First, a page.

A mountain lodge near the summit of Mount Ontake is covered with ash following the volcano's eruption, in this picture taken from a Mainichi aircraft on the afternoon of Sept. 27, 2014.A mountain lodge near the summit of Mount Ontake is covered with ash following the volcano’s eruption, in this picture taken from a Mainichi aircraft on the afternoon of Sept. 27, 2014. (Mainichi)

Mt. Ontake’s last major eruption was in 1979 when it expelled over 200,000 tons of ash. It also went through a minor eruption in 1991 and caused multiple volcanic earthquakes in 2007.

With a relatively easy climb with lodges along the way and a ropeway running part of the way to the summit, the volcano is popular with nature-lovers for its autumn scenery and draws large crowds in late September and October, according to the local tourism association.

Smoke billows from Mount Ontake, with a mountain lodge seen upper right, in this picture taken from a Mainichi aircraft on the afternoon of Sept. 27, 2014.Smoke billows from Mount Ontake, with a mountain lodge seen upper right, in this picture taken from a Mainichi aircraft on the afternoon of Sept. 27, 2014. (Mainichi)Smoke billows from Mount Ontake following its eruption in this picture taken from a Mainichi aircraft on the afternoon of Sept. 27, 2014.Smoke billows from Mount Ontake following its eruption in this picture taken from a Mainichi aircraft on the afternoon of Sept. 27, 2014. (Mainichi)Smoke billows from Mount Ontake following its eruption in this picture taken from a Mainichi aircraft on the afternoon of Sept. 27, 2014.Smoke billows from Mount Ontake following its eruption in this picture taken from a Mainichi aircraft on the afternoon of Sept. 27, 2014. (Mainichi)Mount Ontake is pictured from a Mainichi aircraft in this December 2002 file photo.Mount Ontake is pictured from a Mainichi aircraft in this December 2002 file photo. (Mainichi)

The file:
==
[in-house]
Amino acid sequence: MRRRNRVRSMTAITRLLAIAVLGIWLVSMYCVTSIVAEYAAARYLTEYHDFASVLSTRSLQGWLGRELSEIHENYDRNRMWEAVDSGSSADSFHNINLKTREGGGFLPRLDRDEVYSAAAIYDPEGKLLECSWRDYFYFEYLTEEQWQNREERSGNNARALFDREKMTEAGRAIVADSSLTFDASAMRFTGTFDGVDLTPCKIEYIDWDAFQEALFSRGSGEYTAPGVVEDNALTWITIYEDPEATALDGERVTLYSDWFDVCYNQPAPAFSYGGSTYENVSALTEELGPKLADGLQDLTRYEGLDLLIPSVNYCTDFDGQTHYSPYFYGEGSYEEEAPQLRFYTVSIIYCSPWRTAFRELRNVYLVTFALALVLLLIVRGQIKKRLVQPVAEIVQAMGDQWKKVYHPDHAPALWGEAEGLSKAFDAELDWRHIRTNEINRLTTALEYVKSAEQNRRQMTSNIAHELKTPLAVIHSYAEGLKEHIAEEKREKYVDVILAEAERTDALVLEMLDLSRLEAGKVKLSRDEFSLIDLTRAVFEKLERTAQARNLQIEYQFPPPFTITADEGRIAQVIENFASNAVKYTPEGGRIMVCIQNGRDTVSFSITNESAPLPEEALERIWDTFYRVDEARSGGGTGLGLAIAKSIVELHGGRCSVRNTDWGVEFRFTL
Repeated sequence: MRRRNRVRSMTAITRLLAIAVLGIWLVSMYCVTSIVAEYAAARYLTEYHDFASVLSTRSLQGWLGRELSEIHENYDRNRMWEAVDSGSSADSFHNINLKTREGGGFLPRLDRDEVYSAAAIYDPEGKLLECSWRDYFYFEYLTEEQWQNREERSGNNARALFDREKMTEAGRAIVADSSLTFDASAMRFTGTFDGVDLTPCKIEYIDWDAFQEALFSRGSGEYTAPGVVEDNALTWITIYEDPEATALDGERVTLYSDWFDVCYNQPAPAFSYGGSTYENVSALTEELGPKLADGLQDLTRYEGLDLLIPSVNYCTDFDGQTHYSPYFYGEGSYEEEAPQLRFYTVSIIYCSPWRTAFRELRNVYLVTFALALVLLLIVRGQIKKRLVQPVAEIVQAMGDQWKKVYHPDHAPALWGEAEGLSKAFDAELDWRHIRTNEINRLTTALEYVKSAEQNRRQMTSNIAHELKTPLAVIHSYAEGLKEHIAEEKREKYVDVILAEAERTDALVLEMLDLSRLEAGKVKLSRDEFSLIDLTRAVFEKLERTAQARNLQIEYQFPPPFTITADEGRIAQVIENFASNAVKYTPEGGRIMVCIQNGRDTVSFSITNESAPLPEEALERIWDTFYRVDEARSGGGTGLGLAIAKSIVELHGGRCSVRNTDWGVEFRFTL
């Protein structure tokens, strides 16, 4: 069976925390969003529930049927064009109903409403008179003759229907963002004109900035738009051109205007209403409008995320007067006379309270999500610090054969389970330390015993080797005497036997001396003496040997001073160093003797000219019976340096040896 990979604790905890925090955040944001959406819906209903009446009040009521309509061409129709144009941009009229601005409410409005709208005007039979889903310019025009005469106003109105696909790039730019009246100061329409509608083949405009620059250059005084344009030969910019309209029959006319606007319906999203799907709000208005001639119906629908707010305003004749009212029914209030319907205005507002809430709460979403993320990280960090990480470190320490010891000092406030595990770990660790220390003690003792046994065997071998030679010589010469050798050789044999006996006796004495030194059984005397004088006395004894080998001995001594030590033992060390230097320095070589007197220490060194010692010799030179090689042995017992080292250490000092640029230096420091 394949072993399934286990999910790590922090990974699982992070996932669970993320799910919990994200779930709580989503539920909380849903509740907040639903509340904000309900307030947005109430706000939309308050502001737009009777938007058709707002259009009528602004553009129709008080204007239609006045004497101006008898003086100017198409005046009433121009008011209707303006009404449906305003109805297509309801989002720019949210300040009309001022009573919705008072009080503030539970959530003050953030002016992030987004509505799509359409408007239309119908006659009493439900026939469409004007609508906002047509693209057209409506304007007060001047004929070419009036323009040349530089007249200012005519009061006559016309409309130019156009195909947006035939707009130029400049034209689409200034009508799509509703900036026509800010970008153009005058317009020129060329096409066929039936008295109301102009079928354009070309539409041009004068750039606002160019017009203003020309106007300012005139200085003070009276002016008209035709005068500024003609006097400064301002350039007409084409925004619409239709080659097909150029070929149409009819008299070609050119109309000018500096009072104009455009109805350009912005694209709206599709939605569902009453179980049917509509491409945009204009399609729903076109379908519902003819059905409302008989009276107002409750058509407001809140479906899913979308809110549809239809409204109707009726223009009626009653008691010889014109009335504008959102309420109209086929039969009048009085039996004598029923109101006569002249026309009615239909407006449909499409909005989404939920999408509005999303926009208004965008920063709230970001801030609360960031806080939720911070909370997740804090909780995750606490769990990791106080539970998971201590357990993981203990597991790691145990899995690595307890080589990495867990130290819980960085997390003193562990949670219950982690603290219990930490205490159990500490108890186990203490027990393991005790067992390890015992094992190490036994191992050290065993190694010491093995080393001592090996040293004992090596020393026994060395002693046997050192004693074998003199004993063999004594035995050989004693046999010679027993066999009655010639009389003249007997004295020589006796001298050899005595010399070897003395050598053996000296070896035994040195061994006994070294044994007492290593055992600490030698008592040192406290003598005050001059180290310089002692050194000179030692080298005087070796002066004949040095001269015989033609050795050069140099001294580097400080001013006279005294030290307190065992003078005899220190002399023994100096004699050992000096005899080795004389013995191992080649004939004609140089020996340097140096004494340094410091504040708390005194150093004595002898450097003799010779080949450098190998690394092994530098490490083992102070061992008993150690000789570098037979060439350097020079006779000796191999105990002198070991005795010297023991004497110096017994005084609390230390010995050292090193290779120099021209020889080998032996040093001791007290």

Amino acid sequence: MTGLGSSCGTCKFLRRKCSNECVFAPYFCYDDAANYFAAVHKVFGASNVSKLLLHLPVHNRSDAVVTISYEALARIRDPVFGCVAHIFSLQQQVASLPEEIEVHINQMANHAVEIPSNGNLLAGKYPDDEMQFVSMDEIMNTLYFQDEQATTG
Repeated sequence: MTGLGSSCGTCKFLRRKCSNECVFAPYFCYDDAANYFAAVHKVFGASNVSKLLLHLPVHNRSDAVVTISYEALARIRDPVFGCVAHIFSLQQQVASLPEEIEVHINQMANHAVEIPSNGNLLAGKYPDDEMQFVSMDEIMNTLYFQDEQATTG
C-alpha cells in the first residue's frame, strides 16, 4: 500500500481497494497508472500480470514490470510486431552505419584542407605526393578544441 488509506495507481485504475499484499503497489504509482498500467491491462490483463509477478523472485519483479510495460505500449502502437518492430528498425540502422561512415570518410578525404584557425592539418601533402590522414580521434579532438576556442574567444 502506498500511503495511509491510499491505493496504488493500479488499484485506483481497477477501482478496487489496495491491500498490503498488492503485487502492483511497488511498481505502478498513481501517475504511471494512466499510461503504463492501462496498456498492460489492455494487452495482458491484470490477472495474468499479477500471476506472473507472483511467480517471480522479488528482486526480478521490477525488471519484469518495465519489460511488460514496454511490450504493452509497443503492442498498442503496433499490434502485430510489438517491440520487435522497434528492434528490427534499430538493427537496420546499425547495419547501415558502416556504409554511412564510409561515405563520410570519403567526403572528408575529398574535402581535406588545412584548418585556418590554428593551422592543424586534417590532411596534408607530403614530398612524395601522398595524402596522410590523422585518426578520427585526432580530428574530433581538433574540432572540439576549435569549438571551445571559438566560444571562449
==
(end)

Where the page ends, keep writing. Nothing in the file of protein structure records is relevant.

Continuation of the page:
MAINICHI.

Mount Ontake Volcano erupts in Japan; 7 missing, 40 injured | #Japan #VolcanoErupts


by KEN MORITSUGU.
Buildings of a mountain lodge near the summit crater are totally covered by ash spewed out by Mt. Ontake as the volcano erupts in central Japan Saturday, Sept. 27, 2014.Buildings of a mountain lodge near the summit crater are totally covered by ash spewed out by Mt. Ontake as the volcano erupts in central Japan Saturday, Sept. 27, 2014. Mt. Ontake erupted Saturday, sending a large plume of ash high into the sky and prompting a warning to climbers and others to avoid the area. Japanese broadcaster NHK, citing local authorities, said there were reports of injuries, but no word on their severity. (AP Photo/Kyodo News) JAPAN OUT, MANDATORY CREDIT

TOKYO (AP) — A volcano in central Japan erupted in spectacular fashion on Saturday, catching mountain climbers by surprise and injuring at least 40 people who were stranded in areas that rescue workers have been unable to reach. Another seven people were missing.

The injured were in mountain lodges, because they were unable to descend 3,067-meter (10,062-foot) Mount Ontake on their own, said Sohei Hanamura, a crisis management official in Nagano prefecture. Thirty-two people had serious injuries, including at least seven who lost consciousness.

Police, fire and military rescue workers were trying to approach the area on foot, after deciding that the ash in the air made it too dangerous to use helicopters. The ash was also hampering their ascent.